Riddle me this: how many Senators does it take to reach a quorum?
Well, for a while there, no one was too sure—they just knew they didn’t have it. This Thursday, all the regulars were assembled in the Constitution Room at 9:30 ready to pass some bills when someone said the magic q-word and the room burst into a flurry of counting fingers and urgent questions. (Sample questions include: “what’s a quorum?” and “Joe Hill resigned?!” Yup, only a month ago). Turns out our student representatives were a few Senators short of the majority needed to conduct business.
But not to worry! Some quick thinkers took the people who had resigned from the Senate off the official attendance list to reduce the total number of members. When that didn’t produce enough of an effect, Ian Hampton was called and asked to resign over speaker phone. With the Senate total at 32 and 16 members present, only one more person needed to show up so the Senate could get down to business – thank God for Tom Marty, who rolled in at about 10:00.
The barely legal Senate passed four bills last night. The first was a bill to allocate $600 to 25 Days of Service for a closing ceremony. According to the pitch several 25 Days organizers made, the project is operating on one tenth of last year’s budget.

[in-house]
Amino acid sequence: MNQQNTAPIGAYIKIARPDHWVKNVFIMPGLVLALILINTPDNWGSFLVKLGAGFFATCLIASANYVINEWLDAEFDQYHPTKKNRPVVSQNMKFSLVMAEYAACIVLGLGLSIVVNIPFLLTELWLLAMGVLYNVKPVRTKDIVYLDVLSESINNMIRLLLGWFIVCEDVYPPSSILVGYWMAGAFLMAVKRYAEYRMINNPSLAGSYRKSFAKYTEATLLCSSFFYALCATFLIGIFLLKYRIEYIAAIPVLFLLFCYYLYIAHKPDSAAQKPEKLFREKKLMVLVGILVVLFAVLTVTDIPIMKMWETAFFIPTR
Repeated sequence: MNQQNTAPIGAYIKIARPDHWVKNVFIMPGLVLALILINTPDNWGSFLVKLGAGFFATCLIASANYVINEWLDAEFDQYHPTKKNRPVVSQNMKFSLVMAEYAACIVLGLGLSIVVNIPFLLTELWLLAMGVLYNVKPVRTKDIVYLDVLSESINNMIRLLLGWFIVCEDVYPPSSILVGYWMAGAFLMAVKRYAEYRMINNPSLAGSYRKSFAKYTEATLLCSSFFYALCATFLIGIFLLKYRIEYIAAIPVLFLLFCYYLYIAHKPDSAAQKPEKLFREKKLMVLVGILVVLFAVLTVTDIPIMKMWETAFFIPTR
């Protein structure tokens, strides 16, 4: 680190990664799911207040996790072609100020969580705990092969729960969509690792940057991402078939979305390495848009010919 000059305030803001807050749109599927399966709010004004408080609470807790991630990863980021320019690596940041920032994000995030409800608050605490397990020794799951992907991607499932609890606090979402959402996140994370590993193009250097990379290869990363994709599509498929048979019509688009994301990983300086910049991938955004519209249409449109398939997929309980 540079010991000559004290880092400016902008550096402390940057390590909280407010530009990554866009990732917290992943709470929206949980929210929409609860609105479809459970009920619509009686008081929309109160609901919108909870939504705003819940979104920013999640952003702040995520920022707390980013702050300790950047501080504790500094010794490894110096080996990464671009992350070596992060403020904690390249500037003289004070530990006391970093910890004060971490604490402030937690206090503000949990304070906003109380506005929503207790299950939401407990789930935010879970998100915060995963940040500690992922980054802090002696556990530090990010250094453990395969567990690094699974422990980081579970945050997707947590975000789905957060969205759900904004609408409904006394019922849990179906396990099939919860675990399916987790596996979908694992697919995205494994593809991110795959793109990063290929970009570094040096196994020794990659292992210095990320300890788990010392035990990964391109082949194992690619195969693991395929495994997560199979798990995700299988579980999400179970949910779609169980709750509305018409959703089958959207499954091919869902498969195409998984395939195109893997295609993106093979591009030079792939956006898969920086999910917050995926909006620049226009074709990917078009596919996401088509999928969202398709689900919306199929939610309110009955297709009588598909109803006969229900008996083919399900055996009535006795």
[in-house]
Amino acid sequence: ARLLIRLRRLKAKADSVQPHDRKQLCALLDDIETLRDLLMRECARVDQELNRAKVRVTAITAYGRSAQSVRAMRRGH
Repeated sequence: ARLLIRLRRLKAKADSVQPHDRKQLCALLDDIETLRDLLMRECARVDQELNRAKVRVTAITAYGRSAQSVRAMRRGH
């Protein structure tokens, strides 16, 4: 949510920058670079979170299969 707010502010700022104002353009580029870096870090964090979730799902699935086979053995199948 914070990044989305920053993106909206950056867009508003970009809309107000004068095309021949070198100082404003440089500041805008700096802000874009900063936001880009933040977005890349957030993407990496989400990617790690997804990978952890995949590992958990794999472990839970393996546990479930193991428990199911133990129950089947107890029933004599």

The bill was a unanimous pass, but progress ground to a halt when Josh Mogil left to take a phone call after the vote and the Senate lost quorum. So, rather than starting official discussion, the Senate decided to have a friendly chat about the next bill until Mogil finished his call.
Bill number two was an act to institute the Summer Fellows Program as a permanent program in GUSA rather than just a pet project of GUSA’s Executive branch. Walid Khalifeh, a Deputy Chief of Staff made the pitch by dropping a list of names in the administration a mile long, all of whom were for the proposal, but Matt Wagner held out on the grounds that the program should be continued at the discretion of the President. The bill passed 12-3-1. (That’s only 16 people, while the Senate needs 17 people to conduct business. Somehow, it didn’t seem to matter).
The Senate also passed two resolutions, one thanking the recently resigned Brian Wood for his service, (which passed unanimously), and the other in support of the use of laptops in classrooms. Tyler Stone held out on laptops, claiming that if you bring a laptop to class, you inevitably goof off. He used Mike Meaney, the Senator sitting next to him, as an example: Meaney was on Facebook. In the end, the bill passed 16-1-0 with Stone as the only naysayer. Stone said sadly, “I’m the only old fashioned one,” to which another Senator responded, “He can bring his typewriter.”
New business at the end of the meeting included:
I can hardly wait!